Introducing Yourself to Healthcare Providers

[Image courtesy of Simon Howden at]

[Courtesy of Simon Howden at]

People struggle with phrasing letters. It’s dicey. You want to show your personality, yet be clearly professional. When you write an introductory letter to a member of the medical profession, you are often asking for a favor — for their time, for their support, for their faith in you.

Each letter must be written to fit each specific doctor and each specific situation. You need to know what kind of patients the doctor deals with and their approach to healing. Remember that you are writing a letter from your practice, not from you. Get a trusted friend to read over your letters. Then get another.

Our two primary suggestions are to write a fact-based letter and to invoke a third party. In your letters, doctors want to know you are legitimate and deeply trained. They want to know exactly how your work will benefit their patient (facts! figures!) and that your work will not interfere with their work. Invoking a third party gives you a better chance of being granted a hearing.

The third party would be one of your clients. Rather than choosing a doctor from an Internet search, work on contacting doctors who are already working with your clients. Your shared patient/client will give you common ground. This is even better if you believe your client has the respect of her doctor. If your client comments on her doctor shrugging or scoffing at the idea of bodywork… never mind.

A Resource to Help with Your Letters

Marketing Communications for Massage Therapists is resource with well over 100 sample letters already written for you. These letters are updates from a previous product, the Business Mastery Supplement, written by many Sohnen-Moe Associates over the years. They carry just the right balance of personality and professionalism. There are sample letters for several different, general situations including: introductions, follow-ups, and contacting primary care offices. Each general topic has sample letters for specific situations like: letters to folks in the medical professions, letters to the media, announcements, non-payment issues, and cover letters for resumes. To be honest, you hardly need change the text in most of the letters. But if you have something particular to say or to address, you’re in luck. After immersing yourself in these solid examples, you will have a clear view of how you can write your correspondence. And, although these letters were written from a massage therapist’s perspective, they can easily be adapted for whatever your specialty or practice.

Disclaimer: Yes, Marketing Communications for Massage Therapists is a product we sell, and yes, we’d love it if you bought it from us. But, really, we encourage you to seek out sample letters, no matter where you get them. They save a tremendous amount of time.

Tips on Writing a Letter of Introduction

Let’s talk about writing the letter of introduction. First, you need to mentally separate The Doctor from The Healthcare System. If you think about approaching medically trained people as trying to “crack the system,” you’re in the wrong headspace. As a rule, doctors, PTs, LPNs, dentists, chiropractors, etc. chose their career for the same reason you chose yours. The need to heal and promote health is etched into their psyche. That is your common ground. Phrase every letter and focus every conversation around the needs of the patient.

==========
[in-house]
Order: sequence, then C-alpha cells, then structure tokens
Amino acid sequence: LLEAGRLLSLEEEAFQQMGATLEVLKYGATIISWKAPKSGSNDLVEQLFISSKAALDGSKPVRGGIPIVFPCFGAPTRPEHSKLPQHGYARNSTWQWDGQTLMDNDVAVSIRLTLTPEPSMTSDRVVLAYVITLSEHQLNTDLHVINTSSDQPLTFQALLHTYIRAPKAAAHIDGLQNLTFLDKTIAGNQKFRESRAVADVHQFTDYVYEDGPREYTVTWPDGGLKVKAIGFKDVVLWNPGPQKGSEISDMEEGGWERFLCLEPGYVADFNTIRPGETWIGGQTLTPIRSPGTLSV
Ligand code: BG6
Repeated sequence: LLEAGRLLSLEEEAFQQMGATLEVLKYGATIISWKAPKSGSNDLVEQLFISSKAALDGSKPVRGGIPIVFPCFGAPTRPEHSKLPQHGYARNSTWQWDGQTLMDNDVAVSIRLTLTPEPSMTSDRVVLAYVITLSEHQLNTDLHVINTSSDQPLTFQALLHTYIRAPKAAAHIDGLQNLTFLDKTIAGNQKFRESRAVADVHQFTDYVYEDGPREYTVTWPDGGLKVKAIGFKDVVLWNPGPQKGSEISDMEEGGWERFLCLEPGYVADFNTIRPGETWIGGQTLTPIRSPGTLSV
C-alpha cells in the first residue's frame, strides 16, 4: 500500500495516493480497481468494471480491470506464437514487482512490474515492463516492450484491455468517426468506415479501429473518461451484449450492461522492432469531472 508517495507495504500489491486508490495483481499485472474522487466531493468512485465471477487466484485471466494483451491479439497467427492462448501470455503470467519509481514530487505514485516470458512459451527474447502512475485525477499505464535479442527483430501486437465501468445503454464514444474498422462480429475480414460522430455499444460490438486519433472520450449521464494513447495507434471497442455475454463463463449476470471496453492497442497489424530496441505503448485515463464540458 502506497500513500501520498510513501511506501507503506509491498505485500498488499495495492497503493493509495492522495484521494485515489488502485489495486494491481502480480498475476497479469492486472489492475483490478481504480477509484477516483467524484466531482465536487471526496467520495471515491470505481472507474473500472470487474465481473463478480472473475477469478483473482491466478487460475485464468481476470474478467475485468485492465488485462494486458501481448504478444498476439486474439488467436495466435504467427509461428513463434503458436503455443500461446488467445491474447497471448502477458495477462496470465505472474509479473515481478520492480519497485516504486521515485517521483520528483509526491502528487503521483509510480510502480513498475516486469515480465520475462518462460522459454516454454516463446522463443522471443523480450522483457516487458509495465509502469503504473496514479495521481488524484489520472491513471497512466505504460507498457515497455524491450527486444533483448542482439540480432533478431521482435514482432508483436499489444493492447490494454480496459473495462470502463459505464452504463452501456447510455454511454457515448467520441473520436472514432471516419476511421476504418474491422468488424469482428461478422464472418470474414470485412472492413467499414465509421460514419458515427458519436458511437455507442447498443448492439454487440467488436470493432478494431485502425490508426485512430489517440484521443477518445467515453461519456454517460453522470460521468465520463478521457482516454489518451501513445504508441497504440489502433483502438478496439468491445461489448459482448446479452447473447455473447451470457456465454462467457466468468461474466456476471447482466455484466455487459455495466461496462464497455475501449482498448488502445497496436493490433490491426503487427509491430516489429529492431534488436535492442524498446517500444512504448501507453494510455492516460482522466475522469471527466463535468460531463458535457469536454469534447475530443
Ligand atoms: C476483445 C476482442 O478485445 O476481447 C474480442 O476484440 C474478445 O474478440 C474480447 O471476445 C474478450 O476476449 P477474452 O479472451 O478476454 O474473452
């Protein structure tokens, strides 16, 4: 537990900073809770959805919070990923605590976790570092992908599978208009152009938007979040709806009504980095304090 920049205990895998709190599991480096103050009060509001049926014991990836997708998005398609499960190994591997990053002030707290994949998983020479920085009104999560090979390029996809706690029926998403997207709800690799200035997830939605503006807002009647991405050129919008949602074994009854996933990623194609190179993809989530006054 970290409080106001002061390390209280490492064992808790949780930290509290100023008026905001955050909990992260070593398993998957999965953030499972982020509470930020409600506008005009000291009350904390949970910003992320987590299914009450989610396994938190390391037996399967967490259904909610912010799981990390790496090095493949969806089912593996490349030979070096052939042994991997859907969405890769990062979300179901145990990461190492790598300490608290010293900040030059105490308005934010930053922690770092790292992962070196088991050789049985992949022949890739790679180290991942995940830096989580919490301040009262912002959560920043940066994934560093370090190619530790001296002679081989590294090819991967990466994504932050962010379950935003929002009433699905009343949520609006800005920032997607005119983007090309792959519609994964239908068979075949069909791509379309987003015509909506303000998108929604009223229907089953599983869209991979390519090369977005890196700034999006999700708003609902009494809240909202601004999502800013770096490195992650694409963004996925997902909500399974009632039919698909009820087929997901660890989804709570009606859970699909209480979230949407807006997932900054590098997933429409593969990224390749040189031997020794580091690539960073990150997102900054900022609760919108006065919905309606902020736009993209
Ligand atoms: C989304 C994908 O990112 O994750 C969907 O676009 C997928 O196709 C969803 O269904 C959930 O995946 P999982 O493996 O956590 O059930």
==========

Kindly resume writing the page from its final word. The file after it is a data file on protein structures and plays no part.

Scope of Practice: Choose to contact doctors who share your specialty. Oncologists, as a group, are not interested in prenatal massage.

Facts Trump Emotions: In your introductory letter, stick to the facts.

  1. Tell them why you are contacting them (e.g., switching the focus of your practice, recently certified in something that complements the doctor’s practice, new to area).
  2. Give your experience/credentials/certifications/affiliations. Be brief. Be concise. If they want more details, they’ll ask. Or, if you must, include copies in your intro packet.
  3. Discuss (briefly) how your specialty can assist their patients and how. Include copies of any brochures or information sheets you use that explain your specialty, hours, fees, etc. Go ahead and ask doctors to hand them to their patients. Do you have any professional articles that discuss the benefits of your specialty? Include those, too.
  4. In your letter, ask for five minutes of their time. Tell them you’ll call by such-an-such a date for an appointment.

General Guidelines:

  1. Learn — and use — the “language.” When you demonstrate mastery of medical communication, you elevate your own profession.
  2. Be clear and brief in your communications. This is really hard to do. A letter shouldn’t be more than one side of one page. An introductory conversation shouldn’t be more than two minutes (Practice. Time yourself. Seriously.)
  3. From conversations we’ve heard, there seems to be a general complaint from doctors about not getting treatment reports. Find out what doctors’ general complaints are about working with practitioners of your specialty. Address these complaints in your communications and your actions.

Really, folks, when you’re looking to introduce yourself to healthcare providers, start with your clients’ doctors. You’ll have more luck if you begin by talking to people that have already seen the effects of your work. Once you impress them, you can get their letter of reference to add to your credentials, and branch out more.

[Adapted from previous blog articles by Natural Touch Marketing, with permission and for your benefit.]